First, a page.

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Review of Kingdom Hearts
The story begins as Sora, a 14 year-old boy, is separated from his two friends during a violent storm. Each is scattered to three unknown worlds. Sora sets off on a search to discover their whereabouts in this unique role-playing experience, taking him across many familiar Disney environments, while interacting with many of your favourite cartoon characters along with a couple of your FFFs (Final Fantasy Favs).
The roll call for this title turns out to be something of whos who of the animated world: Mickey and Minnie Mouse, Donald Duck, Goofy, Cloud, Sephiroth, Chip & Dale, Merlin, Fairy Godmother, Snow White, Cinderella, The Beast, Alice in Wonderland, White Rabbit, Hercules, Tarzan, Aladdin, Winnie The Pooh, Tigger, Huey, Dewey and Louie, Pinocchio, Jiminy Cricket, Peter Pan, Captain Hook and many, many more.
Before Kingdom Hearts gets underway there are a few choices as to which direction the game will take. Its a simple process that initially requires manoeuvring your character onto one of three power blocks. These take the forms of a mystic staff, a guardians shield or a warrior’s sword (representing magic, defence and attack). Only one may be chosen, but one must also be discarded. Your selection determines the order in which future abilities are learned, but since you probably wont be aware of this until you replay the game, any two choices are fine. It’s at this point where decisions are also taken on the difficulty level and three simple questions that affect the level up speed.
By this time you may be wondering what on earth all the fuss was about that youd heard regarding this game over the last six months, especially since the first few sections of Kingdom Hearts are visually bland and challengingly simplistic.
When, suddenly, Sora wakes up from this dismal dream world basking in the sunshine on the most beautiful exotic beach you could imagine. It is from this point that the true graphical splendour of Kingdom Hearts smacks you right between the eyes. It actually looks like a quality 3D Disney cartoon, which is possibly the best praise that could be heaped on any video game. The main characters are immediately likeable (in a cute sort of way) and once the Disney favourites enter the fold things just keep getting better.
Kingdom Hearts is an out and out RPG taking on the style of the Squaresoft proven Final Fantasy formula that has been used with great success in the past. As well as a promotion, this should also be taken as a warning to those gamers who failed to be enchanted by the repetitive fighting system used in this popular RPG series. Thankfully battles in Kingdom Hearts all take part in real time (not turn based), which we should be eternally grateful of, as many, many fights are required to get through this game.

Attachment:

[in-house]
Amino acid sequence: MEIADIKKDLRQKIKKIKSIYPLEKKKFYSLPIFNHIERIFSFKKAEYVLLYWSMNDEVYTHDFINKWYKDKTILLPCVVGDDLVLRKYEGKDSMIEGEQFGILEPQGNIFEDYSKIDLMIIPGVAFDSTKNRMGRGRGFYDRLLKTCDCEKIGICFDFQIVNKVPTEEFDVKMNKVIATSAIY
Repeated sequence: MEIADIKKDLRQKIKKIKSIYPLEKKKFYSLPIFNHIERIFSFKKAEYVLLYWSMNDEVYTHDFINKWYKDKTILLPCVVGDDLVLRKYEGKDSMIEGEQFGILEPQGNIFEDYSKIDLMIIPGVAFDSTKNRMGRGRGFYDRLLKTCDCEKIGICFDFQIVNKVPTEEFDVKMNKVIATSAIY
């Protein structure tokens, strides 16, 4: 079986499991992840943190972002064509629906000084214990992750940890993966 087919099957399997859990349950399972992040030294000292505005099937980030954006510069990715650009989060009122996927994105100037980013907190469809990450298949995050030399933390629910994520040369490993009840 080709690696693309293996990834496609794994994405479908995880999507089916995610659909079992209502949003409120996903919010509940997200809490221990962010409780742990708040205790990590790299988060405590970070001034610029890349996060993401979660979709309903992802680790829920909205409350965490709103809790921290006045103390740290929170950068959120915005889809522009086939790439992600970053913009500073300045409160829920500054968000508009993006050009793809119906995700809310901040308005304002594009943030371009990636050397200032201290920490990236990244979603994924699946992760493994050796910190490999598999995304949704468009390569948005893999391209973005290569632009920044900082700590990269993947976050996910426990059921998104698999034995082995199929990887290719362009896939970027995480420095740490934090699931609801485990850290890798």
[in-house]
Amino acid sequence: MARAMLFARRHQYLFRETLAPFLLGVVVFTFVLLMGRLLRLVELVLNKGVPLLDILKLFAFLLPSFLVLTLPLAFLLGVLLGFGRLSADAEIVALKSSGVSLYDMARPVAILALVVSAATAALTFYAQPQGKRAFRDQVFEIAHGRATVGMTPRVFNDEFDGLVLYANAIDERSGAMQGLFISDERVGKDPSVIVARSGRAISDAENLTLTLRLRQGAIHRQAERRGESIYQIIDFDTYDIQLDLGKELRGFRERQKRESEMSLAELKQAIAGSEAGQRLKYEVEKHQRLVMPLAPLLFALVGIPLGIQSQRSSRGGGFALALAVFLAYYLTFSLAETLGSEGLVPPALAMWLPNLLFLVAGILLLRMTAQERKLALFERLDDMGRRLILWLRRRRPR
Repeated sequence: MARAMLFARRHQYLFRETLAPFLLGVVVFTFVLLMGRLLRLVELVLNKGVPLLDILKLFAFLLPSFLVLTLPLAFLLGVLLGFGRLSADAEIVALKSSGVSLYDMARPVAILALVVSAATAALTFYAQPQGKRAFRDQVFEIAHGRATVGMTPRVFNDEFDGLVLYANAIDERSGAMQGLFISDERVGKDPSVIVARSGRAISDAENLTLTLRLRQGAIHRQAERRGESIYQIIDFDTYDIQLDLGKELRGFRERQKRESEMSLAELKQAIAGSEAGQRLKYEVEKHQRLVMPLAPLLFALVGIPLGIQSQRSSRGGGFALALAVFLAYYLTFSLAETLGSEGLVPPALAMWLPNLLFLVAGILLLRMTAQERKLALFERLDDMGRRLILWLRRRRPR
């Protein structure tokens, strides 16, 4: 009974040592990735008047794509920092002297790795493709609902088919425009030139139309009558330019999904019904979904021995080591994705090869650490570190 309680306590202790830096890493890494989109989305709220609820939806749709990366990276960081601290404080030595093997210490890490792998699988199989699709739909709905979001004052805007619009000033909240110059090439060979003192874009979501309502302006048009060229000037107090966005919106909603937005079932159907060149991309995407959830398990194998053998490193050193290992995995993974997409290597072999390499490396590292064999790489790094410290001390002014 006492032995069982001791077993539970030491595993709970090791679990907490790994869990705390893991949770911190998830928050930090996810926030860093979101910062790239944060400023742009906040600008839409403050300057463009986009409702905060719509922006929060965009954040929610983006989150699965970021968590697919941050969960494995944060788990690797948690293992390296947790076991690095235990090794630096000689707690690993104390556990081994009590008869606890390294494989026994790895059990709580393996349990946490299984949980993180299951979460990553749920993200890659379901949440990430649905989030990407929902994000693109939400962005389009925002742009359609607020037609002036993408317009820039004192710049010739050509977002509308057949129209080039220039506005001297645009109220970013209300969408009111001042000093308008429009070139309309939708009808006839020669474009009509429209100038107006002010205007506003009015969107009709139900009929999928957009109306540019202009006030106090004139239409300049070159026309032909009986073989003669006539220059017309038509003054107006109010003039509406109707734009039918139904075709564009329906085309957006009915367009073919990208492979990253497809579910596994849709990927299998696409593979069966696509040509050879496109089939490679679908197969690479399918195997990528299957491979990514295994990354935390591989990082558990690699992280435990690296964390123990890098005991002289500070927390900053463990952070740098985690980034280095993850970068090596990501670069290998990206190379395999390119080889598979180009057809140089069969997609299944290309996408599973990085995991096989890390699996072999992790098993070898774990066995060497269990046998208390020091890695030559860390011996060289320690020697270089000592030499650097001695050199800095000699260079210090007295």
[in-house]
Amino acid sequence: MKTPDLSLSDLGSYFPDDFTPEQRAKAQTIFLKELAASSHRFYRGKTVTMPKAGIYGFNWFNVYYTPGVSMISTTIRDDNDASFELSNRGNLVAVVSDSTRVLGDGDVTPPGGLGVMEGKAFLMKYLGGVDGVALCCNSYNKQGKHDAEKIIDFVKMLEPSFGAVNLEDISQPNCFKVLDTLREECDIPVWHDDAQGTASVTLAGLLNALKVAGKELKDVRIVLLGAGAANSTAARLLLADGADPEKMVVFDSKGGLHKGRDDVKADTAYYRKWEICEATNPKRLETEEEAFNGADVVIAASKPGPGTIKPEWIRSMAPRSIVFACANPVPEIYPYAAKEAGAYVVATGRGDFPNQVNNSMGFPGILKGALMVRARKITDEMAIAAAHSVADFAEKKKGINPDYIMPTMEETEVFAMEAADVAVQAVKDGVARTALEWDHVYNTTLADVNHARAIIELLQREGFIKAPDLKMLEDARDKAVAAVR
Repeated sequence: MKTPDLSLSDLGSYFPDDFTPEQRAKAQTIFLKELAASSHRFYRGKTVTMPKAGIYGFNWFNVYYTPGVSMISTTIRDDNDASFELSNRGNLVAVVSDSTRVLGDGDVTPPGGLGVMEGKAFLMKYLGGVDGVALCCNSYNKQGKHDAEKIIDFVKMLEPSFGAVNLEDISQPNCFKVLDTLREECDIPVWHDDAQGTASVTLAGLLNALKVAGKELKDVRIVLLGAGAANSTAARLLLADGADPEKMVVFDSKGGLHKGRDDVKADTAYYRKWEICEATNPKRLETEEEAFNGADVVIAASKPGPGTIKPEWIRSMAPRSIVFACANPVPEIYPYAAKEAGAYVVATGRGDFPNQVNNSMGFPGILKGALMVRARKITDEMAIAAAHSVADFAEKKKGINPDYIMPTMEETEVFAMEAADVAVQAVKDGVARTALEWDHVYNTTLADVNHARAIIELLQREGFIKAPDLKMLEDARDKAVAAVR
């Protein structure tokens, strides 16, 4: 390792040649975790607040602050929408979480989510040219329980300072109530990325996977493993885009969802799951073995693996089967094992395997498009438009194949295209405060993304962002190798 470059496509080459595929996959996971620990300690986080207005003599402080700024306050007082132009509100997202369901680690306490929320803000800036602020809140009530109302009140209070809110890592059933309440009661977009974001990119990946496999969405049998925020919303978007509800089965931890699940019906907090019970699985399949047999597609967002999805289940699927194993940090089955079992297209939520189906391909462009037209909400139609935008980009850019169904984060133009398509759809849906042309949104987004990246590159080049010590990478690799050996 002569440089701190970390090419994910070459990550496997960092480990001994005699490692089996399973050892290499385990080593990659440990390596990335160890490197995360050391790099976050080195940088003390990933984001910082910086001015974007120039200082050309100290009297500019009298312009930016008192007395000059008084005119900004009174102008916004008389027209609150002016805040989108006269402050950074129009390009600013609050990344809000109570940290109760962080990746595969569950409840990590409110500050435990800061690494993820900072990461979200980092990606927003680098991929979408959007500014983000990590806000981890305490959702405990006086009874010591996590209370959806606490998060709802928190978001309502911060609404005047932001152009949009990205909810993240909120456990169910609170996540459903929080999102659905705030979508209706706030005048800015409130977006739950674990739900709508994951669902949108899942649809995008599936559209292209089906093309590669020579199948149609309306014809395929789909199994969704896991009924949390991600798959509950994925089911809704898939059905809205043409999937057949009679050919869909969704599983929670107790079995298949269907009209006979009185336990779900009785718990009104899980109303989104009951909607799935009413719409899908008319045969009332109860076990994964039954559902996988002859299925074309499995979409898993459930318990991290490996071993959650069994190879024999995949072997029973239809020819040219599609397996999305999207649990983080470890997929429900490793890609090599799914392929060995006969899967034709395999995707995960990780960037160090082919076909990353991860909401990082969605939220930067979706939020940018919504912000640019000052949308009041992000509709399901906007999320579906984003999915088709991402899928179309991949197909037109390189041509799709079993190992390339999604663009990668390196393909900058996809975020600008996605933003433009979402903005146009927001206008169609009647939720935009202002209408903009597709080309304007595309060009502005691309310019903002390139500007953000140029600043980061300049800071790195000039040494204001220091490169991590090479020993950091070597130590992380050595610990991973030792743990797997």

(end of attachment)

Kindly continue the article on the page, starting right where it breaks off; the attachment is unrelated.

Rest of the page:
On the downside, not only does the enemy put up a good fight during battle scenes, but so does the camera. In fact sometimes a bad position can do more damage than failing to defend against an enemies vicious blows. You always seem to get through, but this can prove frustrating.
The control system has been kept extremely simple allowing this game to appeal to all ages. To help conquer an assailant a useful locking on system has been implemented, which proves remarkably helpful when waging war on multiple enemies. Upon coming across an object that can be opened, pushed, lifted or examined an on screen command list indicates the desired action. Similarly when a fight looms the game automatically switches to battle mode. When an enemy has been defeated they drop multi-coloured balls that restore HP, MP and some can be used as currency. Just like all other RPGs experience points gathered by timing, attacking and blocking are used to gain levels. Levelling up is important as your character receives extra abilities that will be extremely helpful later in the game (various defensive manoeuvres).
Although fighting for points takes up most of the gameplay there are several other tasks required to complete successfully in order to advance. Varied shopping lists must be searched out and gathered, then returned to the instructor in exchange for advice, cash or a useful piece of equipment. Even in the world of Kingdom Hearts nothing comes for free. An occasional challenge also helps break the monotony of constant battling (on one occasion you must fight and win 49 contests), such as racing a fellow character across an obstacle course, offering a slightly more pleasing way to settle an argument. Littered throughout the game are various sub quests, including bringing together 99 Dalmatians, collecting postcard locations along with gathering several lists and reports.
As you travel between worlds your ship encounters a wave of enemy vessels that can be defeated in a neat arcade style shoot-em-up. Not something you would expect to find in an RPG, but a nice idea.
It is so pleasing to see what an extra bit of effort in the sound department can make. How many times have we witnessed a promising project totally ruined because of poor voice acting, or annoyingly bad lip sync? It is to Squaresofts credibility that many of the original Disney voice actors have been gathered and used in Kingdom Hearts along with a credible all-star vocal list. Furthermore, the original Japanese lip movements have been completely reanimated to perfectly match the new English-speaking soundtrack.
OUR PLEDGE: We promise that we have fully played 'Kingdom Hearts' before writing this review. The scores given above are our honest opinion and were not influenced in any way by the manufacturer or distributor of the game.
This review was written by Martin © Absolute PlayStation
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